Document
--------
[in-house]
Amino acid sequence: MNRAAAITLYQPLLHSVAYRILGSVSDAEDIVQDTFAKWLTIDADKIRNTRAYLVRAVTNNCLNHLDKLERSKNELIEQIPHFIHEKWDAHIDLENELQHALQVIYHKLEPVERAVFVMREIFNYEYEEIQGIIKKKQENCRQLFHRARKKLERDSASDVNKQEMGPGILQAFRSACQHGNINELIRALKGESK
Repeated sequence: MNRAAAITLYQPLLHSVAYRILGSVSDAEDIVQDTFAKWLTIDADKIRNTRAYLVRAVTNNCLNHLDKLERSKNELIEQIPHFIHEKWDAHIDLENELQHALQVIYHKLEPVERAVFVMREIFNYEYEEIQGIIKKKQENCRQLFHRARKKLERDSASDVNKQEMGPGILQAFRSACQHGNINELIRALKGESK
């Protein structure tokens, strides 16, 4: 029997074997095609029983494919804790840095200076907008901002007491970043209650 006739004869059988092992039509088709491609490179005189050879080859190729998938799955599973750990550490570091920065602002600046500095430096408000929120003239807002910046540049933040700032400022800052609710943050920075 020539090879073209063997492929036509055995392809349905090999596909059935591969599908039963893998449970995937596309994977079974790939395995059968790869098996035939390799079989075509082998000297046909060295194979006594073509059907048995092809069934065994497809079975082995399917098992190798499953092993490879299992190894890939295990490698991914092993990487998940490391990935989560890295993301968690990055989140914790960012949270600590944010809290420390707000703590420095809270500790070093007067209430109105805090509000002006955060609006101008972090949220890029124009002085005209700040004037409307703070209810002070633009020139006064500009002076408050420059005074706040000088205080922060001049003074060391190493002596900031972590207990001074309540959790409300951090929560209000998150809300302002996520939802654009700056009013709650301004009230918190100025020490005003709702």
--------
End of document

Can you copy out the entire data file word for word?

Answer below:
[in-house]
Amino acid sequence: MNRAAAITLYQPLLHSVAYRILGSVSDAEDIVQDTFAKWLTIDADKIRNTRAYLVRAVTNNCLNHLDKLERSKNELIEQIPHFIHEKWDAHIDLENELQHALQVIYHKLEPVERAVFVMREIFNYEYEEIQGIIKKKQENCRQLFHRARKKLERDSASDVNKQEMGPGILQAFRSACQHGNINELIRALKGESK
Repeated sequence: MNRAAAITLYQPLLHSVAYRILGSVSDAEDIVQDTFAKWLTIDADKIRNTRAYLVRAVTNNCLNHLDKLERSKNELIEQIPHFIHEKWDAHIDLENELQHALQVIYHKLEPVERAVFVMREIFNYEYEEIQGIIKKKQENCRQLFHRARKKLERDSASDVNKQEMGPGILQAFRSACQHGNINELIRALKGESK
């Protein structure tokens, strides 16, 4: 029997074997095609029983494919804790840095200076907008901002007491970043209650 006739004869059988092992039509088709491609490179005189050879080859190729998938799955599973750990550490570091920065602002600046500095430096408000929120003239807002910046540049933040700032400022800052609710943050920075 020539090879073209063997492929036509055995392809349905090999596909059935591969599908039963893998449970995937596309994977079974790939395995059968790869098996035939390799079989075509082998000297046909060295194979006594073509059907048995092809069934065994497809079975082995399917098992190798499953092993490879299992190894890939295990490698991914092993990487998940490391990935989560890295993301968690990055989140914790960012949270600590944010809290420390707000703590420095809270500790070093007067209430109105805090509000002006955060609006101008972090949220890029124009002085005209700040004037409307703070209810002070633009020139006064500009002076408050420059005074706040000088205080922060001049003074060391190493002596900031972590207990001074309540959790409300951090929560209000998150809300302002996520939802654009700056009013709650301004009230918190100025020490005003709702």